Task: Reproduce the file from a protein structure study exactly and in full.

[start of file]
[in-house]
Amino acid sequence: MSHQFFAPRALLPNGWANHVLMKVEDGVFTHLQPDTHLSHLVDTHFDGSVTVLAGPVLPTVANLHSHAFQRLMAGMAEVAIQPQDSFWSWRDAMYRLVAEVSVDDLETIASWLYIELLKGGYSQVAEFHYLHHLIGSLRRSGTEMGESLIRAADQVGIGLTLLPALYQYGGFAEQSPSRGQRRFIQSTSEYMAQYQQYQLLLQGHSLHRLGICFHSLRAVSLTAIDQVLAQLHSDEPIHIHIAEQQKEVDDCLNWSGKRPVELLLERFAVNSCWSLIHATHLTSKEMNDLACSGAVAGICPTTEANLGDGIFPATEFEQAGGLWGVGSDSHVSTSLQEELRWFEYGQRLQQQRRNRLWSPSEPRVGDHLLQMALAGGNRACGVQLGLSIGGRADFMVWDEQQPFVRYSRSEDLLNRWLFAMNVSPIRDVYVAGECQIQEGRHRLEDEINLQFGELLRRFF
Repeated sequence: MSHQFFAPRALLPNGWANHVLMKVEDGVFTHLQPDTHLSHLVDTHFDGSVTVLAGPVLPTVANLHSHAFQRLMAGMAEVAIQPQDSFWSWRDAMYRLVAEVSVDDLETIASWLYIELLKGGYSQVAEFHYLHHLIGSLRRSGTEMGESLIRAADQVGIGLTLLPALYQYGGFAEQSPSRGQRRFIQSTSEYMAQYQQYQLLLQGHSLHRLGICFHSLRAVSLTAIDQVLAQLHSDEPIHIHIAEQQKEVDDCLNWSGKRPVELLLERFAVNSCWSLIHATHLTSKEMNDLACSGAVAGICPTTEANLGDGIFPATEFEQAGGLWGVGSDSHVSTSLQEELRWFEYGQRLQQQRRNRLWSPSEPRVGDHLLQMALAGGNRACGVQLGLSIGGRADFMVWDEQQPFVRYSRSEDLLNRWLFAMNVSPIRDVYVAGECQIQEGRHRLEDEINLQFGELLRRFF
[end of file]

[in-house]
Amino acid sequence: MSHQFFAPRALLPNGWANHVLMKVEDGVFTHLQPDTHLSHLVDTHFDGSVTVLAGPVLPTVANLHSHAFQRLMAGMAEVAIQPQDSFWSWRDAMYRLVAEVSVDDLETIASWLYIELLKGGYSQVAEFHYLHHLIGSLRRSGTEMGESLIRAADQVGIGLTLLPALYQYGGFAEQSPSRGQRRFIQSTSEYMAQYQQYQLLLQGHSLHRLGICFHSLRAVSLTAIDQVLAQLHSDEPIHIHIAEQQKEVDDCLNWSGKRPVELLLERFAVNSCWSLIHATHLTSKEMNDLACSGAVAGICPTTEANLGDGIFPATEFEQAGGLWGVGSDSHVSTSLQEELRWFEYGQRLQQQRRNRLWSPSEPRVGDHLLQMALAGGNRACGVQLGLSIGGRADFMVWDEQQPFVRYSRSEDLLNRWLFAMNVSPIRDVYVAGECQIQEGRHRLEDEINLQFGELLRRFF
Repeated sequence: MSHQFFAPRALLPNGWANHVLMKVEDGVFTHLQPDTHLSHLVDTHFDGSVTVLAGPVLPTVANLHSHAFQRLMAGMAEVAIQPQDSFWSWRDAMYRLVAEVSVDDLETIASWLYIELLKGGYSQVAEFHYLHHLIGSLRRSGTEMGESLIRAADQVGIGLTLLPALYQYGGFAEQSPSRGQRRFIQSTSEYMAQYQQYQLLLQGHSLHRLGICFHSLRAVSLTAIDQVLAQLHSDEPIHIHIAEQQKEVDDCLNWSGKRPVELLLERFAVNSCWSLIHATHLTSKEMNDLACSGAVAGICPTTEANLGDGIFPATEFEQAGGLWGVGSDSHVSTSLQEELRWFEYGQRLQQQRRNRLWSPSEPRVGDHLLQMALAGGNRACGVQLGLSIGGRADFMVWDEQQPFVRYSRSEDLLNRWLFAMNVSPIRDVYVAGECQIQEGRHRLEDEINLQFGELLRRFF